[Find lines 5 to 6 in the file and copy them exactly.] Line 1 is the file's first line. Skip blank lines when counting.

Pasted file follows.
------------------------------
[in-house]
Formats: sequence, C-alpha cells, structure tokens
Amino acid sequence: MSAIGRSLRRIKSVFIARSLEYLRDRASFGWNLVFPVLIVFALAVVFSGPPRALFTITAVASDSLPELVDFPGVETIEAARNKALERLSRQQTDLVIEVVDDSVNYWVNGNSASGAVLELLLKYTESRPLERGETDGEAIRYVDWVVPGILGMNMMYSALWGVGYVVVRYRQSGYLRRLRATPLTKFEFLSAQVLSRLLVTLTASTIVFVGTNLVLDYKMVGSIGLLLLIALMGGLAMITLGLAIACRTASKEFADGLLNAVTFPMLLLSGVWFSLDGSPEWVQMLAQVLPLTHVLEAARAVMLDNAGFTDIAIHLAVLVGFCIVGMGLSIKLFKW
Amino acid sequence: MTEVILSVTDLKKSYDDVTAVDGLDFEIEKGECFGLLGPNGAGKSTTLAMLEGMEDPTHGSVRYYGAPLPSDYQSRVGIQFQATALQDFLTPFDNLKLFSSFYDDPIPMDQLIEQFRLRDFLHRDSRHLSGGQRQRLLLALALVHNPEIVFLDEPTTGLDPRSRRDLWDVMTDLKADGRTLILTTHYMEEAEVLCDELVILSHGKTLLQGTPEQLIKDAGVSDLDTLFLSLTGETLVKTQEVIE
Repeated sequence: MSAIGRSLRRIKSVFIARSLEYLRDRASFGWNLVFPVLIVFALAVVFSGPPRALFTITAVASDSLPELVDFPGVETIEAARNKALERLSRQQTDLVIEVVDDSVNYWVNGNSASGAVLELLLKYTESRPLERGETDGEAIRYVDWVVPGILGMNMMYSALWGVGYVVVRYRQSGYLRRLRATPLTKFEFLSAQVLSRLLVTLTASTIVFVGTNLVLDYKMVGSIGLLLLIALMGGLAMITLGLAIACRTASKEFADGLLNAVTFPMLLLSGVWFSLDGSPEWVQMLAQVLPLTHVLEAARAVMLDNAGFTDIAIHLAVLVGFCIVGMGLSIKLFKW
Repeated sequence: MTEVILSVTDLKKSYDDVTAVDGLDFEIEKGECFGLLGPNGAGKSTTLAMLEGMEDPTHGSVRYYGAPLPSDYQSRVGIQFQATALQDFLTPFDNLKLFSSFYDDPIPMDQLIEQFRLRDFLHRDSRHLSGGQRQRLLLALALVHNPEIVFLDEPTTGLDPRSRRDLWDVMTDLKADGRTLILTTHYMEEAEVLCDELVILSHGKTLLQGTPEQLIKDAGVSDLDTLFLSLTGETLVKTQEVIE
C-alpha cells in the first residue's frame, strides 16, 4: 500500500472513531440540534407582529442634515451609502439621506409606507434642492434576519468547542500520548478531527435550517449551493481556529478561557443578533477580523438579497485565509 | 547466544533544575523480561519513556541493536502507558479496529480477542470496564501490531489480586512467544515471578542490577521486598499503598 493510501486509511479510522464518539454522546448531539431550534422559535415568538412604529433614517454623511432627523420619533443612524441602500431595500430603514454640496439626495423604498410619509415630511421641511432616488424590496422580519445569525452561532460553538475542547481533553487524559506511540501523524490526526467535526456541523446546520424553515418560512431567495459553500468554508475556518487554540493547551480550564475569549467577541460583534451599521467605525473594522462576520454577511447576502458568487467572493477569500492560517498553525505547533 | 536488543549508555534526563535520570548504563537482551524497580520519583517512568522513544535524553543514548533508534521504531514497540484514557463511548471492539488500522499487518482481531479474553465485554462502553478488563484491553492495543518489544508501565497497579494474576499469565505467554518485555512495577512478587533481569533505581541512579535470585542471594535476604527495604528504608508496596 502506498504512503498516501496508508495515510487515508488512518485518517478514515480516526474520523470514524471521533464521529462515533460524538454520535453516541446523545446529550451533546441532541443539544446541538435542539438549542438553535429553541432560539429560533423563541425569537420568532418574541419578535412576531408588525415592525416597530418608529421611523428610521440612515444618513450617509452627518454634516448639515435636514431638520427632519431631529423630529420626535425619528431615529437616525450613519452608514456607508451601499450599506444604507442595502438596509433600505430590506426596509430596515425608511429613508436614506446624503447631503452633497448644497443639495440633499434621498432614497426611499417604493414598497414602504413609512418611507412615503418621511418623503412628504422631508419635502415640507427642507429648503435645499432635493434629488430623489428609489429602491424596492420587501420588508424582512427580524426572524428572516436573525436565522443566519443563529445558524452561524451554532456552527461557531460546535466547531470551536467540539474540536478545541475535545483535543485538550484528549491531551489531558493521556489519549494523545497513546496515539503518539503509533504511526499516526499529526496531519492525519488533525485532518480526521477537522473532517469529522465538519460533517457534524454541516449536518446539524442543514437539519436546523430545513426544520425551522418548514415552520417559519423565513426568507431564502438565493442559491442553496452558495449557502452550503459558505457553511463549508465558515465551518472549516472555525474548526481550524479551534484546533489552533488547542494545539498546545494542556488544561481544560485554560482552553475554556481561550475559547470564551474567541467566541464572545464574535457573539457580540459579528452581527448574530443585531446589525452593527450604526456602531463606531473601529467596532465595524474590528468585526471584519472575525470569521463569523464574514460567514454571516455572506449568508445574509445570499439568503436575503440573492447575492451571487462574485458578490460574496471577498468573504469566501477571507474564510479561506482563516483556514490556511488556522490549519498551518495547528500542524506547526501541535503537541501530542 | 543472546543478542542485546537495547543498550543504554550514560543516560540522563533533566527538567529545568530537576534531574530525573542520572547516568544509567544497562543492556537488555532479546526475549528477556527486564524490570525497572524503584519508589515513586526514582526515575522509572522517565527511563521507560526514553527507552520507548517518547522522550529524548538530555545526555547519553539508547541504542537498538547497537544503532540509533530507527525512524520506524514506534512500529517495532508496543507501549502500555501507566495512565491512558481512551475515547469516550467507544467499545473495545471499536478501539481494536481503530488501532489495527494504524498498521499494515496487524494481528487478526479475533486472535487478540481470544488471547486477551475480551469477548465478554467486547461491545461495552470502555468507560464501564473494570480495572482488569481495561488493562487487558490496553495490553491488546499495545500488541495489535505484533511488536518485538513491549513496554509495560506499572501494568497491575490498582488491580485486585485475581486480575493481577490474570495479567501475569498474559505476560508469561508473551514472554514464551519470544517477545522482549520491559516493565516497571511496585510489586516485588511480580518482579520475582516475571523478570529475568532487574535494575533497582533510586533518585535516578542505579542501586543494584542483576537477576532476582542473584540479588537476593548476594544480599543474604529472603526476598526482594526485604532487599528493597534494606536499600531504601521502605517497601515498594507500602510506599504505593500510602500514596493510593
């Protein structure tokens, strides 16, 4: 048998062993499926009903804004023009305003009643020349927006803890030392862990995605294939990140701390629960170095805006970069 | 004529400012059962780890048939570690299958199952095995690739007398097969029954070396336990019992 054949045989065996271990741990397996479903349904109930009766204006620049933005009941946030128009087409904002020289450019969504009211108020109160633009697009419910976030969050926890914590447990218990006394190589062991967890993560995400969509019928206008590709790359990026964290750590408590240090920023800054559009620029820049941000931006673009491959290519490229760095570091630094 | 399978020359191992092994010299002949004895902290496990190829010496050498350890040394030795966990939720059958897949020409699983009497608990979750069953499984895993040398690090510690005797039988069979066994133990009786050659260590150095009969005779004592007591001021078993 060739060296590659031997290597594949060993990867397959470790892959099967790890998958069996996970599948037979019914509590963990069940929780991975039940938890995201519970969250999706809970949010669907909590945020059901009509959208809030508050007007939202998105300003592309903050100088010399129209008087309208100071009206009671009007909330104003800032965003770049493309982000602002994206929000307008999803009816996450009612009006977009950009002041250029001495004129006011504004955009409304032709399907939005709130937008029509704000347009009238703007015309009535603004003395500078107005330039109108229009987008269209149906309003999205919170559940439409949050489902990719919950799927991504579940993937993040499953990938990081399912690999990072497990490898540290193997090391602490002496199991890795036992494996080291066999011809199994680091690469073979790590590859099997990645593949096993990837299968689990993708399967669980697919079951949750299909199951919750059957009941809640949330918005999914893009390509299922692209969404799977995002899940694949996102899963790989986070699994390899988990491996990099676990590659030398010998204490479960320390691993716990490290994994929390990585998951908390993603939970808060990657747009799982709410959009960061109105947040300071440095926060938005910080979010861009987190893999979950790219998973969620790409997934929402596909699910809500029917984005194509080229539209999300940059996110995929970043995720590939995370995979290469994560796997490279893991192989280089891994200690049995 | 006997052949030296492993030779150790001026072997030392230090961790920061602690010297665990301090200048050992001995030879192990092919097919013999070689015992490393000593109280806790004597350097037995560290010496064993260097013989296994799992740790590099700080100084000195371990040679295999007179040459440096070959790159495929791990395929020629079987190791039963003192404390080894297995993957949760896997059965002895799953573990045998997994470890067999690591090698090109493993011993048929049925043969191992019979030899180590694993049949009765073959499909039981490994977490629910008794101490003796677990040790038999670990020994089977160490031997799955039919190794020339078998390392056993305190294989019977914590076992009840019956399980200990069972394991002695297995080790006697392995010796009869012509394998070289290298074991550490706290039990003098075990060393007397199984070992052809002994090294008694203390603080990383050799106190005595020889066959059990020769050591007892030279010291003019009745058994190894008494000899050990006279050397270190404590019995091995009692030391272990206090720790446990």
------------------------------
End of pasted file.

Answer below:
Repeated sequence: MSAIGRSLRRIKSVFIARSLEYLRDRASFGWNLVFPVLIVFALAVVFSGPPRALFTITAVASDSLPELVDFPGVETIEAARNKALERLSRQQTDLVIEVVDDSVNYWVNGNSASGAVLELLLKYTESRPLERGETDGEAIRYVDWVVPGILGMNMMYSALWGVGYVVVRYRQSGYLRRLRATPLTKFEFLSAQVLSRLLVTLTASTIVFVGTNLVLDYKMVGSIGLLLLIALMGGLAMITLGLAIACRTASKEFADGLLNAVTFPMLLLSGVWFSLDGSPEWVQMLAQVLPLTHVLEAARAVMLDNAGFTDIAIHLAVLVGFCIVGMGLSIKLFKW
Repeated sequence: MTEVILSVTDLKKSYDDVTAVDGLDFEIEKGECFGLLGPNGAGKSTTLAMLEGMEDPTHGSVRYYGAPLPSDYQSRVGIQFQATALQDFLTPFDNLKLFSSFYDDPIPMDQLIEQFRLRDFLHRDSRHLSGGQRQRLLLALALVHNPEIVFLDEPTTGLDPRSRRDLWDVMTDLKADGRTLILTTHYMEEAEVLCDELVILSHGKTLLQGTPEQLIKDAGVSDLDTLFLSLTGETLVKTQEVIE